The Chesapeake Bay Foundation is supporting a package of three bills being debated by the Baltimore City Council that would help reduce some of the harmful effects of climate change.
The bills would do the following:
- Convert half the city’s fleet of vehicles to zero-emission by 2030 and the entire fleet by 2040. Zero-emission vehicles, in this case, would include plug-in hybrids and battery-powered electric vehicles. (Ordinance 21-0159)
- Update the building code to require reflective, solar, or green roofs on new buildings—including additions to existing buildings. (Ordinance 21-0160)
- Require Baltimore City government operations to be net-zero emissions by 2050. City leaders would need to identify ways to reduce greenhouse gas emissions from city agencies and programs or offset them with environmentally beneficial practices. (Ordinance 21-0161)
The City Council is also considering a non-binding resolution to make the city carbon-neutral by 2050. (Resolution 21-0075R)
In recent years Baltimore residents have experienced record rainfall amounts, strong storms that flood and cripple city infrastructure, and sweltering heat islands in underserved areas where temperatures rise 10 to 20 degrees more than surrounding neighborhoods due to a lack of natural landscape.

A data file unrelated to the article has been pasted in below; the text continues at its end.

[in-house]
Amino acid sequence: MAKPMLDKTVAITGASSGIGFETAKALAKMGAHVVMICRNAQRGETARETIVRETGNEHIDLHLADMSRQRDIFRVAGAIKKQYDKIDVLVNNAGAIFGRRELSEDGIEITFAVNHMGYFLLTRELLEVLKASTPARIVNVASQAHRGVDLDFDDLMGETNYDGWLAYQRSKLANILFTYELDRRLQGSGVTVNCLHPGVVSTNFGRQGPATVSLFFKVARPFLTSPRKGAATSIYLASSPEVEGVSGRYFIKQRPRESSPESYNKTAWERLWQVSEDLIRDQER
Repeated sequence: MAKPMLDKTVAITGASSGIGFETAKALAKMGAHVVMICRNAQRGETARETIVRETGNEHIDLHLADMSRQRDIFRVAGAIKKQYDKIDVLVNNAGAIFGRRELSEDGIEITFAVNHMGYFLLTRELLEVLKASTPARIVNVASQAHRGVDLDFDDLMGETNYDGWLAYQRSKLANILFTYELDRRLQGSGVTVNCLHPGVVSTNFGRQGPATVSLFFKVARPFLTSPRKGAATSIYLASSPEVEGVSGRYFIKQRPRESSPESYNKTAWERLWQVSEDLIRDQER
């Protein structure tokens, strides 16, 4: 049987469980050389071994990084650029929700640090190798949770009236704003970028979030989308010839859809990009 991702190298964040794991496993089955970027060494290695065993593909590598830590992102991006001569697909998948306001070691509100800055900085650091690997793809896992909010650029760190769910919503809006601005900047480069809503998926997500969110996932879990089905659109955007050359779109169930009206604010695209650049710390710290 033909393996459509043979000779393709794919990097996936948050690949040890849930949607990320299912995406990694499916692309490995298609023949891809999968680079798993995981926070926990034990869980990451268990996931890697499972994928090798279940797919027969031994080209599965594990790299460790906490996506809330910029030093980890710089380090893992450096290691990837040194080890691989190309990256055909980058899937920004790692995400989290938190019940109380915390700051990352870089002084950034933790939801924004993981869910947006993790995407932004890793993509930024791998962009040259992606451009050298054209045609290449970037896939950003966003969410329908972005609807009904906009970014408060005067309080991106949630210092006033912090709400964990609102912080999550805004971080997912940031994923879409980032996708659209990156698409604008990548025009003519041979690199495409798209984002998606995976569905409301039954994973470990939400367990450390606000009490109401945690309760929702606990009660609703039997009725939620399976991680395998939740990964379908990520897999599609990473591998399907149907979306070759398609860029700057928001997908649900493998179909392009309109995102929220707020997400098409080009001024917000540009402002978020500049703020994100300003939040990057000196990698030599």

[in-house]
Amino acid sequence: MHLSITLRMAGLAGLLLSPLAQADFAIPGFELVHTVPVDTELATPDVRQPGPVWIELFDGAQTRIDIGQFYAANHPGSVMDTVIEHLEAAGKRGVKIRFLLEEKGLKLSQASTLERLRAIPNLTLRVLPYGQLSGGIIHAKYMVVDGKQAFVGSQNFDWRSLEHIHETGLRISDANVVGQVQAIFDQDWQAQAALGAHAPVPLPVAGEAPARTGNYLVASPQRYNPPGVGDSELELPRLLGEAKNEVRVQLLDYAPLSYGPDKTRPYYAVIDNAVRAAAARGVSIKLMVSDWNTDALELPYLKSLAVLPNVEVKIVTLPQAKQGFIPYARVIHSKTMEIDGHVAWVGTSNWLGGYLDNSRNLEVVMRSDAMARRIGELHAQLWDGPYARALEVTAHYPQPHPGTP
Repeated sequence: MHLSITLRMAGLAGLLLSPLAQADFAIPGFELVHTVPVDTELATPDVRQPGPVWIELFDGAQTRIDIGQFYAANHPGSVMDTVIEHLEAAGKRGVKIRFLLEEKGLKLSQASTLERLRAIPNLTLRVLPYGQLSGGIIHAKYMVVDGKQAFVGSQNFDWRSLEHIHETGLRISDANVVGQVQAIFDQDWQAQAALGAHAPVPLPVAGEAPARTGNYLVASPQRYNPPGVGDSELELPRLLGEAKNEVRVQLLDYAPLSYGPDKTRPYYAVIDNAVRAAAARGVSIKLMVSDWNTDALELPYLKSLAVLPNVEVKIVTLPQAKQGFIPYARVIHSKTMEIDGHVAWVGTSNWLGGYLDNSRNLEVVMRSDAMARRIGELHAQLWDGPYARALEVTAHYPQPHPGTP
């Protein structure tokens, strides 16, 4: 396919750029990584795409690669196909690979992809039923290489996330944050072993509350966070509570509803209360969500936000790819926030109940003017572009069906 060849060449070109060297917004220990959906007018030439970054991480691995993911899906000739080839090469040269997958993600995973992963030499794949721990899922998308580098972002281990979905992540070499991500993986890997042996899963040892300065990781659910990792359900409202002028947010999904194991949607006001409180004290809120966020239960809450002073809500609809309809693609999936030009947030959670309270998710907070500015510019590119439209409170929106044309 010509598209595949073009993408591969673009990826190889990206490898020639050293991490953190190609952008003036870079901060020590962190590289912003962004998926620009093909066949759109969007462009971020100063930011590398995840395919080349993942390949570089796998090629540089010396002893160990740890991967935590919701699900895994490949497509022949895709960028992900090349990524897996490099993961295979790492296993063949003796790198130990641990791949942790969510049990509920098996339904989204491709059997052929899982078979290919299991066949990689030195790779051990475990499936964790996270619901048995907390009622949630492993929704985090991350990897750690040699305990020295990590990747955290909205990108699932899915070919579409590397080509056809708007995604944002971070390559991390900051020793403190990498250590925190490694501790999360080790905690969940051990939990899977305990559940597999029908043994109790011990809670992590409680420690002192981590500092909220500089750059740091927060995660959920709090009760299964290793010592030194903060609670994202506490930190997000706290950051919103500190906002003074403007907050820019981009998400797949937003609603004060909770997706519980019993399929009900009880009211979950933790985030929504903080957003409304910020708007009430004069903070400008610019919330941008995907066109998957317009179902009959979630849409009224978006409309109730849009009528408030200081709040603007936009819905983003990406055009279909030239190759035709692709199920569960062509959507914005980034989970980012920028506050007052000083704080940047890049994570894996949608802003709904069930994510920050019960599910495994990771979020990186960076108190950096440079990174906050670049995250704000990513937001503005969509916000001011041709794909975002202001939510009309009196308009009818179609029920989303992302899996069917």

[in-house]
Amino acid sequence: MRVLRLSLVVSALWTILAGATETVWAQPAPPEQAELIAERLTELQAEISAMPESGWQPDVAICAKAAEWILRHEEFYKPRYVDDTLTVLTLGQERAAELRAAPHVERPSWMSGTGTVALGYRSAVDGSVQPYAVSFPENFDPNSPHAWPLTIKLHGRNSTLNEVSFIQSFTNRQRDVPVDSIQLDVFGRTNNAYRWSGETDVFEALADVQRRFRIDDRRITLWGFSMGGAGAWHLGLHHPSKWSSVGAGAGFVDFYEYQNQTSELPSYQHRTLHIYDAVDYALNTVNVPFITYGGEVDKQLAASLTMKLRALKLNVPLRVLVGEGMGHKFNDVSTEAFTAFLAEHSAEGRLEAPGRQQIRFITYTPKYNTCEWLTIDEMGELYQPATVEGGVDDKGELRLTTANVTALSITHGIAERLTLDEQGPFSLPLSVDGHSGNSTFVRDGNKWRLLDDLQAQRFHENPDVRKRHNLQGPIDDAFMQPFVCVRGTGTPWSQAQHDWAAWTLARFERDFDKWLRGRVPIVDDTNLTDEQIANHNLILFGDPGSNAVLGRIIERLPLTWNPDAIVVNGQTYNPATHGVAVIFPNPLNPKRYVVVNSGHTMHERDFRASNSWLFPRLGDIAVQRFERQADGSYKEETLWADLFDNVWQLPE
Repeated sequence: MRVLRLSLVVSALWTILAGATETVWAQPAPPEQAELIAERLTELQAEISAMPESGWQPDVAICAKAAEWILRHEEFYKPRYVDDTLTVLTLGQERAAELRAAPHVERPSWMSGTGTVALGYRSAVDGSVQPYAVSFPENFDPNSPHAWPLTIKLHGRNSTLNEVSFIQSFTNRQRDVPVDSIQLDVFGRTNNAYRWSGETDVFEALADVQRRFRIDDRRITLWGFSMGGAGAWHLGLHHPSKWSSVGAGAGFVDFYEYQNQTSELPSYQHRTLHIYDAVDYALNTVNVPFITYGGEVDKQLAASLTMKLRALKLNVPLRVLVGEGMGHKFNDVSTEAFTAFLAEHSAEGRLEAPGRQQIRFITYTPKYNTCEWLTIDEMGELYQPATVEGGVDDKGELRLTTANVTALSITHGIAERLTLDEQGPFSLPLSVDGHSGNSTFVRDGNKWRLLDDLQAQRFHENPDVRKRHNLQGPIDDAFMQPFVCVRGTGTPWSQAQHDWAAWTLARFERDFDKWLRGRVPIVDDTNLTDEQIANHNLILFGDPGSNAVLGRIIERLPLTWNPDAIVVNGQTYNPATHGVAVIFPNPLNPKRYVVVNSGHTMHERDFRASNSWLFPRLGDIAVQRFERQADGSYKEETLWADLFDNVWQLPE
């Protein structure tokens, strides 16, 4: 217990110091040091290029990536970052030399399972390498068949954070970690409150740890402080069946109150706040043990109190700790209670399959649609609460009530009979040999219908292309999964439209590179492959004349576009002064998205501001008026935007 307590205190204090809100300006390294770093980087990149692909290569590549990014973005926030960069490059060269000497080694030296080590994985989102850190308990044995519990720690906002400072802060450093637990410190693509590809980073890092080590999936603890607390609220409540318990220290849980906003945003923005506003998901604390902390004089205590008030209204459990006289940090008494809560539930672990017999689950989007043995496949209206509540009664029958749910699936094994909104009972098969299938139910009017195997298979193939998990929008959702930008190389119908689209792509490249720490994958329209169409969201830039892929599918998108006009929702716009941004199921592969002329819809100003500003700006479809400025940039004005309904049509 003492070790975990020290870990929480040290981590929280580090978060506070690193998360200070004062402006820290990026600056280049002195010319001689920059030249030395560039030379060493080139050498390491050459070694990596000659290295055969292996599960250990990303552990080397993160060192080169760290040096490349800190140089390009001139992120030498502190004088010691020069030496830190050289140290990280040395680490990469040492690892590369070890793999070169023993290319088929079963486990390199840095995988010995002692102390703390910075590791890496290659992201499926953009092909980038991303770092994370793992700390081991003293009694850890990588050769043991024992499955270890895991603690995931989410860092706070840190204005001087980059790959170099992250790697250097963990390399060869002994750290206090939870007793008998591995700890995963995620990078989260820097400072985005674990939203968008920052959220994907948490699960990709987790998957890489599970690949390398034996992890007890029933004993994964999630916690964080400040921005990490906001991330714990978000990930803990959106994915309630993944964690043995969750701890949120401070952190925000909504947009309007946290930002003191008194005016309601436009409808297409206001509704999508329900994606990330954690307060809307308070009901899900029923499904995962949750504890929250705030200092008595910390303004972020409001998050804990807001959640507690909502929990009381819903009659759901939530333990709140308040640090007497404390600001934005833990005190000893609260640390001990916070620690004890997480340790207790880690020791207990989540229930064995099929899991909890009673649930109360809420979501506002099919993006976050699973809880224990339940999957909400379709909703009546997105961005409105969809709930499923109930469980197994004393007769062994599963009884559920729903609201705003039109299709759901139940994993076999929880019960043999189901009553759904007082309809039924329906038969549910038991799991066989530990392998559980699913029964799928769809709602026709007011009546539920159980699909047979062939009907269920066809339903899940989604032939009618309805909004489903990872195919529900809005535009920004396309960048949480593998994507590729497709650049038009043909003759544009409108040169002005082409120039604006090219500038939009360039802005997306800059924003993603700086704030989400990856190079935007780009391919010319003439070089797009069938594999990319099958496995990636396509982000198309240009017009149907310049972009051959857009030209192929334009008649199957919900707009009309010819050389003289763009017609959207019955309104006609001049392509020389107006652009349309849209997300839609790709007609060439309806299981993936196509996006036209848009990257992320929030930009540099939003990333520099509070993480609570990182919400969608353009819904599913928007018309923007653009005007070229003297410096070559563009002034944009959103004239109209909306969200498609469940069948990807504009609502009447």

If enacted, Baltimore would join a growing list of U.S. cities that are attempting to address problems fueled by climate change. However, a 2020 study of those cities’ progress so far by the Brookings Institution has found that about two-thirds of cities with serious climate pledges have fallen short of interim targets to reduce emissions. In Baltimore, implementing measures on-the-ground will be critical to reach the important climate goals that could be set soon by the City Council.
Chesapeake Bay Foundation’s Urban and Community Resilience Manager Julieta Rodrigo issued the following statement in support of the climate-related legislation:
“We need both actions and goals as we adapt to and fight against climate change. We’re pleased to see the Baltimore City Council proposing concrete items such as electrifying the city’s vehicle fleet and updating the building code. These measures, if done in a timely manner and enforced, will reduce fossil fuel use and prevent heat island effects.”